Inspired by the experiment with My ONE Goal for 2016, much of what I plan to write about this year is how can we keep things as simple as possible. I think many of us disregard the fundamentals of business simply because we haven’t been taught or don’t understand them. We often expect them to be too difficult or time consuming to execute.
With the expansion of the EntreArchitect platform and our desire to provide the most relevant business information for small firm architects, many of the articles presented this year here at the EntreArchitect Blog will be written by others. These expert guest writers will have special knowledge or skills on a specific topic of business.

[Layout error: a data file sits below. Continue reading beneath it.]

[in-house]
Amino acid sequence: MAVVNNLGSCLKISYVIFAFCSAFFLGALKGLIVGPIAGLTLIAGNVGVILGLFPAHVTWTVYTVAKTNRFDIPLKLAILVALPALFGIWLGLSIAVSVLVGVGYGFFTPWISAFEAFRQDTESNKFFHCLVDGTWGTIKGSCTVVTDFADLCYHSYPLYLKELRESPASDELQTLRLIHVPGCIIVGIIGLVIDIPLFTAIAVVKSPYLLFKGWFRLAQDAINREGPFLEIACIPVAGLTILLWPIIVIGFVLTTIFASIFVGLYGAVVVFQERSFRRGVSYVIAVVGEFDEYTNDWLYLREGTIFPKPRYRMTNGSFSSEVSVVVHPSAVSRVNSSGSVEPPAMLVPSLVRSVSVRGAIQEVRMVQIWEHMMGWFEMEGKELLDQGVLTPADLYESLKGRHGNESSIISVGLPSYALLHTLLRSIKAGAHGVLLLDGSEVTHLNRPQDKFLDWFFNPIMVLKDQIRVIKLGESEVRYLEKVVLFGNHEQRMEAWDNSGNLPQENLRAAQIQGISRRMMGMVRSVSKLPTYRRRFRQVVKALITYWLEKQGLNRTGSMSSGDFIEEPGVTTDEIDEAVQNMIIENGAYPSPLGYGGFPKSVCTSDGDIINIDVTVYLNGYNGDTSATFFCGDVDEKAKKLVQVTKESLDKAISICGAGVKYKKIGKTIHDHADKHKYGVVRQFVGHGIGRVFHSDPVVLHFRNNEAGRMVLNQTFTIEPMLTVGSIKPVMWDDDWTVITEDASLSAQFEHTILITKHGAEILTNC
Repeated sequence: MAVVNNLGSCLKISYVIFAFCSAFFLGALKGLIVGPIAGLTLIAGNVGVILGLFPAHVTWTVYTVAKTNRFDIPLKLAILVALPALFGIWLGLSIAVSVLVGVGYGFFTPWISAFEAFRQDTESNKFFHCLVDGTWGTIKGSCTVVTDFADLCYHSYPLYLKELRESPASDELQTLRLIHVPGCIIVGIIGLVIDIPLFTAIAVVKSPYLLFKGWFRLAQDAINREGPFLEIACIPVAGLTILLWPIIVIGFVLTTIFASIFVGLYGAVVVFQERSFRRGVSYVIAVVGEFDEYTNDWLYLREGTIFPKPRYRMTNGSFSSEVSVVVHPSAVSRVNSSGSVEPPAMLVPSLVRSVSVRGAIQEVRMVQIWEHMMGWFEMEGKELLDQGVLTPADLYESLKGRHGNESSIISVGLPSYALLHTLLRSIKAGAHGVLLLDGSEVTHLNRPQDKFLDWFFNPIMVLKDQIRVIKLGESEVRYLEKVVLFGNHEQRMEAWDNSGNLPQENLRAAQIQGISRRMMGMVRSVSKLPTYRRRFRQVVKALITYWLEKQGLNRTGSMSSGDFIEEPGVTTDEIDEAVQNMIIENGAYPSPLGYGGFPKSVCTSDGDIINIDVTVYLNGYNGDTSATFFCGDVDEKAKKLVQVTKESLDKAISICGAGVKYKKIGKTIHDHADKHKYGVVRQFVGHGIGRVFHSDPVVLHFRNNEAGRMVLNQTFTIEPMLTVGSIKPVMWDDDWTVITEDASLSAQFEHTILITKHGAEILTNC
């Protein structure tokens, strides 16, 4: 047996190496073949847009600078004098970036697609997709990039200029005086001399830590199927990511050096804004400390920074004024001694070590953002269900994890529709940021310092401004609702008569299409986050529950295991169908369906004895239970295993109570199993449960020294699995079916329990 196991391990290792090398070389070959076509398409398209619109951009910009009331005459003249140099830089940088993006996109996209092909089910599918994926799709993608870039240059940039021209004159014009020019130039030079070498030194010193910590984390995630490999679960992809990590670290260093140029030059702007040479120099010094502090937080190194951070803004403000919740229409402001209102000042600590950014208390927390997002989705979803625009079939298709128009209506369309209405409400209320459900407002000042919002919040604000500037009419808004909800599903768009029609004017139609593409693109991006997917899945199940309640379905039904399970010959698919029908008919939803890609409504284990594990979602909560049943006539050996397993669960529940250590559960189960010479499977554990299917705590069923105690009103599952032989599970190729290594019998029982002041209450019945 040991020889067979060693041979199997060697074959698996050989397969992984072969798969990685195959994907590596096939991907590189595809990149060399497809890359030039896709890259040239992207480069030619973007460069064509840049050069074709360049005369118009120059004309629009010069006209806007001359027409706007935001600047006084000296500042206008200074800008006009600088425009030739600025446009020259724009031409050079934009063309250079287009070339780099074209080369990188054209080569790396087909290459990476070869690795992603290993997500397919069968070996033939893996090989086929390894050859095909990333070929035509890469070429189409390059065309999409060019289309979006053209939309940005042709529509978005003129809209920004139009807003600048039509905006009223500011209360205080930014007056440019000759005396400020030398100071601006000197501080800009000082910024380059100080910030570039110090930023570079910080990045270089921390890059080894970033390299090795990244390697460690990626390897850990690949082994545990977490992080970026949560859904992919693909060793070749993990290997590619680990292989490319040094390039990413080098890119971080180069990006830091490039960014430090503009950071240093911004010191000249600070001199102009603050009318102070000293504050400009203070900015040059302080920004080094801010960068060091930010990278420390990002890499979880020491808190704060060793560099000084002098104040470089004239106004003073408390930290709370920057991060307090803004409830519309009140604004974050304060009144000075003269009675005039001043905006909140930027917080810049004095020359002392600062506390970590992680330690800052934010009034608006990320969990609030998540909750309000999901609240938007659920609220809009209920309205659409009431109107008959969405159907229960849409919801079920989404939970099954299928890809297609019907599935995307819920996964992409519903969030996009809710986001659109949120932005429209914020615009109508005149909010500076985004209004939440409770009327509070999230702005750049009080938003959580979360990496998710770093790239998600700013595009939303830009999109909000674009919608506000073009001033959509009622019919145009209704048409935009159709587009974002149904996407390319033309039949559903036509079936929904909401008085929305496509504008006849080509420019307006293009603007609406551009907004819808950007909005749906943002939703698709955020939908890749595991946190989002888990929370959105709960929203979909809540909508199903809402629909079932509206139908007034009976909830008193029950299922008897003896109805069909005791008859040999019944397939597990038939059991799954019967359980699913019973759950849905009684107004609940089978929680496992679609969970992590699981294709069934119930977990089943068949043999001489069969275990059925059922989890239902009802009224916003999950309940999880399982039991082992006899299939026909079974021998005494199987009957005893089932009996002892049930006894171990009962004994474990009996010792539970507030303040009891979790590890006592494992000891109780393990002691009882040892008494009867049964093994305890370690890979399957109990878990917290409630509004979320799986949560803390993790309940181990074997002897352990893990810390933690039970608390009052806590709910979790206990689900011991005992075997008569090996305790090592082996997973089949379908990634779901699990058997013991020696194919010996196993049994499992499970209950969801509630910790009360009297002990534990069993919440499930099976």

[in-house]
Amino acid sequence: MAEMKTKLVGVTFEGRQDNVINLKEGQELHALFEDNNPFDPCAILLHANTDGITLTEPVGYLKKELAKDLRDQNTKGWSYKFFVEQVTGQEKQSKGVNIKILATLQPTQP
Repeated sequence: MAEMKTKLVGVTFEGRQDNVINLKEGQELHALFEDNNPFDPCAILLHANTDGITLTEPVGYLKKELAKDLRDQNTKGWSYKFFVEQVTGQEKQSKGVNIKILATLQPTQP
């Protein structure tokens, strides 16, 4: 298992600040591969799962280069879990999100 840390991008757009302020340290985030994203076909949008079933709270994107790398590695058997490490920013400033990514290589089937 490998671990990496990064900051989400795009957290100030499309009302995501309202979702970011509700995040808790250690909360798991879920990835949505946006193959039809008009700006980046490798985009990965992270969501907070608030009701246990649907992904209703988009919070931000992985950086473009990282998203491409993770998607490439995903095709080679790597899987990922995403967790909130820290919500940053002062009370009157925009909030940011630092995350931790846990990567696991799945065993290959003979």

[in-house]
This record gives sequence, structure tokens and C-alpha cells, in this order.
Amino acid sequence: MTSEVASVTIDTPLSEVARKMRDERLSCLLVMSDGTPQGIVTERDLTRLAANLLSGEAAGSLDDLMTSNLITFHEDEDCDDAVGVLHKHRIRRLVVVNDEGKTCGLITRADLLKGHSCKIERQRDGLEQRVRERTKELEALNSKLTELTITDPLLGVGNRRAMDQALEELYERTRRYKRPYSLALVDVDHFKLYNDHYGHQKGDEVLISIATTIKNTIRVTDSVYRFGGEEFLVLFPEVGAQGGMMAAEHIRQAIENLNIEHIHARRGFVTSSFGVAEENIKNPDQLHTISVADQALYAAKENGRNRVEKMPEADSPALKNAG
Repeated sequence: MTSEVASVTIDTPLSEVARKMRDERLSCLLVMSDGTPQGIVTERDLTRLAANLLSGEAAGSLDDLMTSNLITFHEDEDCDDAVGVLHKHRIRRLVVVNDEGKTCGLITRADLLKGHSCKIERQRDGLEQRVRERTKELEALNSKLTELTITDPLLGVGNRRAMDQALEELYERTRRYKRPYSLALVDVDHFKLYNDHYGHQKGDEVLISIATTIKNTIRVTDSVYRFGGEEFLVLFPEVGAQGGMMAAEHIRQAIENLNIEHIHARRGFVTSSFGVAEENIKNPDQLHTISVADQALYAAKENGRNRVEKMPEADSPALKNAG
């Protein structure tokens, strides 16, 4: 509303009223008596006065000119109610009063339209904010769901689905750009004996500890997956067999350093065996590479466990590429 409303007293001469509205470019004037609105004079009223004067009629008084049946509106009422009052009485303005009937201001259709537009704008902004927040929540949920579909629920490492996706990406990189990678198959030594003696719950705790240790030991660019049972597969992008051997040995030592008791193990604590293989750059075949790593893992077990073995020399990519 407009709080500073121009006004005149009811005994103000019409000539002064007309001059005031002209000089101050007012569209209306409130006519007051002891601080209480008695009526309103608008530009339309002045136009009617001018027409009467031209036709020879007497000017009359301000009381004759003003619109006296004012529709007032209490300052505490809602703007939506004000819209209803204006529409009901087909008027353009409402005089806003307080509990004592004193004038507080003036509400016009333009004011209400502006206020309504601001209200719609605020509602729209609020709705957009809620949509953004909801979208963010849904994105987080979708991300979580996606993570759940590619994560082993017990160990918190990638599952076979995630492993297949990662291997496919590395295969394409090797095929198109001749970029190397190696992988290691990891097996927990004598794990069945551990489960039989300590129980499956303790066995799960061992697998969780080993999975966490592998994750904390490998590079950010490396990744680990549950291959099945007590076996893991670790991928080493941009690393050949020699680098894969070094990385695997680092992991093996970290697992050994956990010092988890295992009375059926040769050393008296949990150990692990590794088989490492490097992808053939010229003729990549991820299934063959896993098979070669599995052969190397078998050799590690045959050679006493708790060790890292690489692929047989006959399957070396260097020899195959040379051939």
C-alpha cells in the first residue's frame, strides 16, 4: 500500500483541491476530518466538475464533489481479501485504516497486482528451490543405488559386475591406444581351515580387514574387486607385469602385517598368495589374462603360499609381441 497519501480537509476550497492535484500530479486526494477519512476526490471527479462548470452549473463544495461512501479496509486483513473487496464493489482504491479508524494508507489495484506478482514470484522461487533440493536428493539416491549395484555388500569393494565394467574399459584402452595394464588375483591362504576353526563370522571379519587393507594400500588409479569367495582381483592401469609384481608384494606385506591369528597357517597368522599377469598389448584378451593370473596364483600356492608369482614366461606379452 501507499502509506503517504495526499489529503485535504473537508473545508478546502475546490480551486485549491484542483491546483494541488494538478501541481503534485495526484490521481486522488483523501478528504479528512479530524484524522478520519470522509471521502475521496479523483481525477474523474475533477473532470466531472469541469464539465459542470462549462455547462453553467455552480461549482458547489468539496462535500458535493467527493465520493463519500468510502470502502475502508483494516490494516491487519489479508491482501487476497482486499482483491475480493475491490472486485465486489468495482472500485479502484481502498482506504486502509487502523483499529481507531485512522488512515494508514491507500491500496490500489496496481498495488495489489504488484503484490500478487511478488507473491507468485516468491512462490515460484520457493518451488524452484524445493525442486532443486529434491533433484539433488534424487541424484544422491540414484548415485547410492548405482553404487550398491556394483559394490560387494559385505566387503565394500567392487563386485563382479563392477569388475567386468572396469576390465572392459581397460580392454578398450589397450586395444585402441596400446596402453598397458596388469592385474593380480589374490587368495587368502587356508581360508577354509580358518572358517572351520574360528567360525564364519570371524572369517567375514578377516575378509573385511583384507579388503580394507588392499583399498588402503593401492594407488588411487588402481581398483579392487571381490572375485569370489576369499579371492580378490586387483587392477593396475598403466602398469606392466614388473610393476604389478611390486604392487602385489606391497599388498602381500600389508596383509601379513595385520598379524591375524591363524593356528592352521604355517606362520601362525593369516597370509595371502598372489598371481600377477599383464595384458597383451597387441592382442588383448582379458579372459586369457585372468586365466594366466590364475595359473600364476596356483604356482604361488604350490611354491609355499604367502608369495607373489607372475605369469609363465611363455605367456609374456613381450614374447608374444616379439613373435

When I am the author here, my intent will be to break down the complicated or mundane into the essential basics, with processes and systems that are quick and simple to apply at our firms.
Let’s start this new year with the most basic of financial documents; our new annual budget.
Our budget will allow us to estimate our revenue and expenses for the year. We’ll use this document to allocate our resources each month. It will help us understand our finances, plan for the year and manage our money.
Step By Step
Here are the basic steps for preparing an annual budget:
Review your previous budget if you have one. If not, print a Profit/Loss Statement using your financial software. You can use the information from last year to develop your budget for this year.